And in addition to the Easter We Got Engaged, we have the Easter We Were In Jerusalem, and now the Easter We Were In Moscow (Somewhere in there is also the Easter Papa Accidentally Yelled Christ Is Born).

Easter in Russia is pretty much the same as Easter at home. Just…more. More people, more services, more red. Everything was red. At home the clergy serves in white. Here it’s red. Candles are red. Flowers are red. Women’s scarves are red. It’s SO red. And very beautiful. We were lucky to attend services at St. Tatiana’s church at the Moscow State University campus near the Kremlin. The main priest there knows us by name so we felt very at home. Which is nice, because you want to feel at home if you are away from home on Easter.

A Few Other Differences Between Russia & The States on Easter:

-In Russia, it’s normal to walk by a huge office building with an enormous pixilated projection of Jesus Christ on it

-In the States we have an “Italian Shower” where in an attempt to save time or energy you skip a shower and spray lots of perfume. Here I started practicing the “Russian Shower” where you throw on a bigger scarf to make sure it covers all of your hair

-In Russia, no one looks at you funny when you sit down at a restaurant right after church and place a basket on the table that has frosted ‘cake’ in it with a candle sticking out of it and don’t sing Happy Birthday

-In Russia, there isn’t a long awkward pause after you answer the phone with, “Xpuctoc Bockpece!” (“Christ is Risen!”)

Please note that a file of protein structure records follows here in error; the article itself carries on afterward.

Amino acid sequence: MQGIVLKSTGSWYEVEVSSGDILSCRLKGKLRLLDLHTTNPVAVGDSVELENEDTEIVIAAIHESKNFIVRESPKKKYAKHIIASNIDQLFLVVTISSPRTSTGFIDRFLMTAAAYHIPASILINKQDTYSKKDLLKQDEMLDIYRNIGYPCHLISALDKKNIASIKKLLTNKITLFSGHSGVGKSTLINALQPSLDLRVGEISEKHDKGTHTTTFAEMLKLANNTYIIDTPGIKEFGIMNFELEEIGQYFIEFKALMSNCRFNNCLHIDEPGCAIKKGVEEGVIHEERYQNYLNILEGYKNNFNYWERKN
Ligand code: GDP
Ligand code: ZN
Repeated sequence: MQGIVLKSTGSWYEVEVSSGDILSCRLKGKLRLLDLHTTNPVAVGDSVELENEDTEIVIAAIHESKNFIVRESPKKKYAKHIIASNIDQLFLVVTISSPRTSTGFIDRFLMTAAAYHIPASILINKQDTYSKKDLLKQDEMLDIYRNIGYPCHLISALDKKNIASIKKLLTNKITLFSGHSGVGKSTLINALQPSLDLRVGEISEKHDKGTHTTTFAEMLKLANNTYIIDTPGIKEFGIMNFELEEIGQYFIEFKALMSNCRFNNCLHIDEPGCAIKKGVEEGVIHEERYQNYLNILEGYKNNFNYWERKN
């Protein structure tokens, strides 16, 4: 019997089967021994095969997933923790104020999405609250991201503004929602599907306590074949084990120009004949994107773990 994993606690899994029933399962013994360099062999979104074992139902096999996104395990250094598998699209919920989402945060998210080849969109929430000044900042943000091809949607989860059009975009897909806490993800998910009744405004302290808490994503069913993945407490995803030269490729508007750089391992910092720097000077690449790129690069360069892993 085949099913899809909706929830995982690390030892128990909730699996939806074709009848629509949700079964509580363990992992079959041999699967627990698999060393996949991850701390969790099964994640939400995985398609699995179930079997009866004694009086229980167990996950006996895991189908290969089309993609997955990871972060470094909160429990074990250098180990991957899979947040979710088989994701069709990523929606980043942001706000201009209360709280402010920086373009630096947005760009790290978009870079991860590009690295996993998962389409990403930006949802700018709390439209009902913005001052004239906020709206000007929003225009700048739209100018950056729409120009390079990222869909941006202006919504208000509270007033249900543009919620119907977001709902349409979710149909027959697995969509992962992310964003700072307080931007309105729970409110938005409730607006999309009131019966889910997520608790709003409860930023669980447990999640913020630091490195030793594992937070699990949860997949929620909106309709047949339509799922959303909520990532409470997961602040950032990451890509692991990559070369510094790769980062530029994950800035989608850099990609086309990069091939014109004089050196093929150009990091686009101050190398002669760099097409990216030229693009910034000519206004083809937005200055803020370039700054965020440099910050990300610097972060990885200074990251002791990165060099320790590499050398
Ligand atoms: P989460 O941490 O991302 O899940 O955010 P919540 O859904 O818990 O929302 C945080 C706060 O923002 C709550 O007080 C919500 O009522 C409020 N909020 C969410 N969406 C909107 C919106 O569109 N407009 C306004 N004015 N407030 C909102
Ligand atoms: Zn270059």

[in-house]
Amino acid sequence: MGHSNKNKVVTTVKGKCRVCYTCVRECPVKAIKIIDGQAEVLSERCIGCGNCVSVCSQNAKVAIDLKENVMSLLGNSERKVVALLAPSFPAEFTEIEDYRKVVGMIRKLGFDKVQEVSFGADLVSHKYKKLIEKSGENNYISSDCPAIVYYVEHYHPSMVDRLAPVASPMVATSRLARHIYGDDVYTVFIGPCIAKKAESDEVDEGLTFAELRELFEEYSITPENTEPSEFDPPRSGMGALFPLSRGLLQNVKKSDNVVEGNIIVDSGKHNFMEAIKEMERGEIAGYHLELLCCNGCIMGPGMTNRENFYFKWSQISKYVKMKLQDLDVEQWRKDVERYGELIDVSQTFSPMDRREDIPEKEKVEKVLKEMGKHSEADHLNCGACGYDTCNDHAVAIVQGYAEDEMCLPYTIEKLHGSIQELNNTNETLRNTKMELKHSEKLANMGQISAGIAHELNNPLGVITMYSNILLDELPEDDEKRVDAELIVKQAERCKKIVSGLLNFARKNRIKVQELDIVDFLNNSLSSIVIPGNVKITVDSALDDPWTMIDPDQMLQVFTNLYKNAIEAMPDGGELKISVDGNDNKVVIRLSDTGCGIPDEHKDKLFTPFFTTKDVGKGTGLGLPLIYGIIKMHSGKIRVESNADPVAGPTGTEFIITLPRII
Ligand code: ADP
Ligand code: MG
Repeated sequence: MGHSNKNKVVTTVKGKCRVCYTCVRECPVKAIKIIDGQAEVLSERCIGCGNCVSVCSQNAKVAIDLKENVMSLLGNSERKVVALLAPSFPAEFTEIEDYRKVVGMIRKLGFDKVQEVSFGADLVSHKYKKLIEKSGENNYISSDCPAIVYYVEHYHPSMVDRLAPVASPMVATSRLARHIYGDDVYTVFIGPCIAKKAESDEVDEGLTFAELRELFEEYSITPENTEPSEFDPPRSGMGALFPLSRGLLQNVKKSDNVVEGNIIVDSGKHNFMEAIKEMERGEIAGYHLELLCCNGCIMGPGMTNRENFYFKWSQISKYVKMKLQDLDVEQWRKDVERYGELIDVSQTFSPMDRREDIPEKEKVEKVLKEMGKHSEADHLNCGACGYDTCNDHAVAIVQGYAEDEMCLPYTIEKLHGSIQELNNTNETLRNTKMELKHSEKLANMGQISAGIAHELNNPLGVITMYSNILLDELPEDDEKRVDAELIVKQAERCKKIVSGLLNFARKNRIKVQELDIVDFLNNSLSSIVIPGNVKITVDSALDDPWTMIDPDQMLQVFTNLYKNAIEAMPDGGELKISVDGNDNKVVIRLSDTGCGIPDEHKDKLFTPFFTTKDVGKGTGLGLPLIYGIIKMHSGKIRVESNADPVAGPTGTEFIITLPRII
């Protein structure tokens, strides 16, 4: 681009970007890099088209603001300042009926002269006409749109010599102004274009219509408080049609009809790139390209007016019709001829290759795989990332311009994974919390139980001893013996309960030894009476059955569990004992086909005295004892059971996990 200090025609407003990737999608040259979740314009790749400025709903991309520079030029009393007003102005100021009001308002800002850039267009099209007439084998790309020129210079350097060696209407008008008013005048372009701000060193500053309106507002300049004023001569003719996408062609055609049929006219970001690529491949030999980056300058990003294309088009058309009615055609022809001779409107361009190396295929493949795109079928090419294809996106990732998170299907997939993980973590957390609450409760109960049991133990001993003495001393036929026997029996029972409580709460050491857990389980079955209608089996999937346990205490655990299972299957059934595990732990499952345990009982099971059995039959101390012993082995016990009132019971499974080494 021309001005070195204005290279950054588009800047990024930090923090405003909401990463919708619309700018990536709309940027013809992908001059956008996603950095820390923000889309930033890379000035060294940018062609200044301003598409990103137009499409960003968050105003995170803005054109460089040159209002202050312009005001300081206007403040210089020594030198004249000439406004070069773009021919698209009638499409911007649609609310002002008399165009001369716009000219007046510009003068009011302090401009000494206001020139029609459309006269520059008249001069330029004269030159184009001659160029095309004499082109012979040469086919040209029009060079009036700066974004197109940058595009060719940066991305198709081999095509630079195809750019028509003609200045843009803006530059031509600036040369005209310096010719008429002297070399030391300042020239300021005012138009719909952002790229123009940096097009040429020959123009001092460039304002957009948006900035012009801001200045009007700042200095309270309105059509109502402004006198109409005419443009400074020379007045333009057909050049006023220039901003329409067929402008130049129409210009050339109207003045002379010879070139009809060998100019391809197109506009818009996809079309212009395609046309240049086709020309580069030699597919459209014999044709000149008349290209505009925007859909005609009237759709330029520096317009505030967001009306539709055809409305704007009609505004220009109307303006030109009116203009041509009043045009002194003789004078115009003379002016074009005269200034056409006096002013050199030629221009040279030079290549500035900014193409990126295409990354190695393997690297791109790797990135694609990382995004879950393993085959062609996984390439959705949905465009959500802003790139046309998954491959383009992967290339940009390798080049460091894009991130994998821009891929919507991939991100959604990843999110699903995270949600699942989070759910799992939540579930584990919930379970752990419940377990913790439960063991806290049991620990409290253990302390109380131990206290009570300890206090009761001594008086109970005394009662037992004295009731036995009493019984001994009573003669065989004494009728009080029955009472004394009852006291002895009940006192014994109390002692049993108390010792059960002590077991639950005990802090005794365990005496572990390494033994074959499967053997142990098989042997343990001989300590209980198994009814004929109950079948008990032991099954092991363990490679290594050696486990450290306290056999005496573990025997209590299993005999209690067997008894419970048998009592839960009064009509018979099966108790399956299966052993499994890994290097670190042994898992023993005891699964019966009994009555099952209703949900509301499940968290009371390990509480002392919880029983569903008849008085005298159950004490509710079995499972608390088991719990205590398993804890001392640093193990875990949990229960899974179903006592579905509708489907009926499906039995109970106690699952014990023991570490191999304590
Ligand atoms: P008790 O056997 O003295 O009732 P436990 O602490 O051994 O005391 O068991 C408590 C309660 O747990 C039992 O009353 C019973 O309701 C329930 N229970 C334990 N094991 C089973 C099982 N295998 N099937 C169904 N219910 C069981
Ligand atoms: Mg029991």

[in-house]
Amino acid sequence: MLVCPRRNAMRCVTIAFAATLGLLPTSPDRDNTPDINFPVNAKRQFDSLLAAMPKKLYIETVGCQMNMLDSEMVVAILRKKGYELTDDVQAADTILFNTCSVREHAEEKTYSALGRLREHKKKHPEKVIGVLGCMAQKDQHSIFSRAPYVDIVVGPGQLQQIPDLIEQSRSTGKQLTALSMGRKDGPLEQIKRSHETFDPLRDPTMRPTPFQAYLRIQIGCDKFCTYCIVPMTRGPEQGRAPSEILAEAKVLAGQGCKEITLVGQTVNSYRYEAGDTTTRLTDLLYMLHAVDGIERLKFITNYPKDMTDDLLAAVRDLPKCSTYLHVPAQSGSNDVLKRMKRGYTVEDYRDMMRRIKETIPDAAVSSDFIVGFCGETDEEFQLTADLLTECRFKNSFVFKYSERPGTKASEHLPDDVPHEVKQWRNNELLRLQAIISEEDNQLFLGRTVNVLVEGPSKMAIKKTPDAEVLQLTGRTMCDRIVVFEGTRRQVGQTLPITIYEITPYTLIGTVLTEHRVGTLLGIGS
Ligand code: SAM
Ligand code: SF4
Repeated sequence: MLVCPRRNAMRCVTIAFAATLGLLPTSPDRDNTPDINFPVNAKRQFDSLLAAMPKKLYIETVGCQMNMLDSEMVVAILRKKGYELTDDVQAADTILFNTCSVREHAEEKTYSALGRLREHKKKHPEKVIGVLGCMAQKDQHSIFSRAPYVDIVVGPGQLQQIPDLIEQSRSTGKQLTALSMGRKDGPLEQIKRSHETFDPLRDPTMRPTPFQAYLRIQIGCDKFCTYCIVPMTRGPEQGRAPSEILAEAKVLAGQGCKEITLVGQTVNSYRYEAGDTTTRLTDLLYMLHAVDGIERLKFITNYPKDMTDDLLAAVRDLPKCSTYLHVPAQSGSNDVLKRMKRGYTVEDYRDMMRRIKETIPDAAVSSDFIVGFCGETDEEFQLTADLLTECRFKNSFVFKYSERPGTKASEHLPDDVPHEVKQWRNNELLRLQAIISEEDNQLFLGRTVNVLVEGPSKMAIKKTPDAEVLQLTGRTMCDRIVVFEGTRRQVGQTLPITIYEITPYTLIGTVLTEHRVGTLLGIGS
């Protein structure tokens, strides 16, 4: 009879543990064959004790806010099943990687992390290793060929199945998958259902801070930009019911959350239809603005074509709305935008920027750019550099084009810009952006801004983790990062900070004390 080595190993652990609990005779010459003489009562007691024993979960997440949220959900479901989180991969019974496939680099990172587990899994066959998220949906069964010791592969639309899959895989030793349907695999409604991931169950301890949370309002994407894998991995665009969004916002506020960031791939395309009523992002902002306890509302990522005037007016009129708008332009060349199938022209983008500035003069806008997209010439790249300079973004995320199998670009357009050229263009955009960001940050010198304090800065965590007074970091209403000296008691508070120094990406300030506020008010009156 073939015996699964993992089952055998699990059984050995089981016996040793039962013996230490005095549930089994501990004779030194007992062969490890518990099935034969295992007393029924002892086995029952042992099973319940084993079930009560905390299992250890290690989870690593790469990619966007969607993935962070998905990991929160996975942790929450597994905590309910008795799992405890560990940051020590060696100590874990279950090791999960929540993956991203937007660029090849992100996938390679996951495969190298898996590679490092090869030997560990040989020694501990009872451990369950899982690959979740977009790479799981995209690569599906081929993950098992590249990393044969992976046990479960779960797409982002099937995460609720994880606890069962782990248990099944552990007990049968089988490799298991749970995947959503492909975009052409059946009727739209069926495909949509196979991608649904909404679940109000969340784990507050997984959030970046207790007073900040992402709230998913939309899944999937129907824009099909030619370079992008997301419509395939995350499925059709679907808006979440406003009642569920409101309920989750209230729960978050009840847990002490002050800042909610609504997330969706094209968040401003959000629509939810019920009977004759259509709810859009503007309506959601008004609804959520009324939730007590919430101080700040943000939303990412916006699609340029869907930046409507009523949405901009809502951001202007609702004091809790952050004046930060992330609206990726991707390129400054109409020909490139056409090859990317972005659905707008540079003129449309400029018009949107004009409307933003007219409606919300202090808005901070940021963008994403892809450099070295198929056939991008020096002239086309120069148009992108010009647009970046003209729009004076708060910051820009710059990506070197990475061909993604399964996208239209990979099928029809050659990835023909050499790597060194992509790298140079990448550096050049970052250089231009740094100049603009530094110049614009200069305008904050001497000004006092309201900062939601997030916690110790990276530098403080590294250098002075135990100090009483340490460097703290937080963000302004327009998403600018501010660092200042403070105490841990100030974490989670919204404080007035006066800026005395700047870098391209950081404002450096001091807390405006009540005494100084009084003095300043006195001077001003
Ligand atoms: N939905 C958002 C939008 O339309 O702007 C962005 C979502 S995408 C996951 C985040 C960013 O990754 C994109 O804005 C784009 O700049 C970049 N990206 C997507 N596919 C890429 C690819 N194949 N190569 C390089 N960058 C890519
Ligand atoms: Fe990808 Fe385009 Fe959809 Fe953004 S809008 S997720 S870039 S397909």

-In Russia, you must stay out of the way of old ladies when any priest starts spraying holy water. Unless you like the taste of gravel.

A week after Easter, in answer to recent vandalism and riots againts the Church, Patriarch Kyrill called for a service in defence of the Russian Orthodox Faith. 65,000 people showed up and filled the streets in front of the Christ the Saviour Cathedral in Moscow. Andrei and I being two of them. Before heading out Andrei had asked, “Do you think we should get there really early?” We had no idea what to expect. The answer was yes. Most of the people had gathered by the time we got there and it was packed. But we peacefully stood on the outskirts of the crowd and watched the service, which was held primarily outside, on a jumbo screen. I don’t even think I have the right words to describe how blessed I feel that we were able to be a part of this. The happiness that exploded out of us as we joined 65 THOUSAND people in exclaiming “Christ is Risen! Truly He is Risen!” and recited the Symbol of Faith. The joy still lingers on and goosebumps visit my arms every once in a while when I remember some moment from that day. Despite my lapses of laziness, God continues to bring me these amazing experiences. This one came with a renewed and strengthened confidence in our faith.

I hope to be back in Burlingame for Easter next year, but if I am not, a piece of my heart will be there anyway. And a piece will be in Jerusalem and a piece will be in Moscow. And a piece will say yes all over again to the man of my dreams.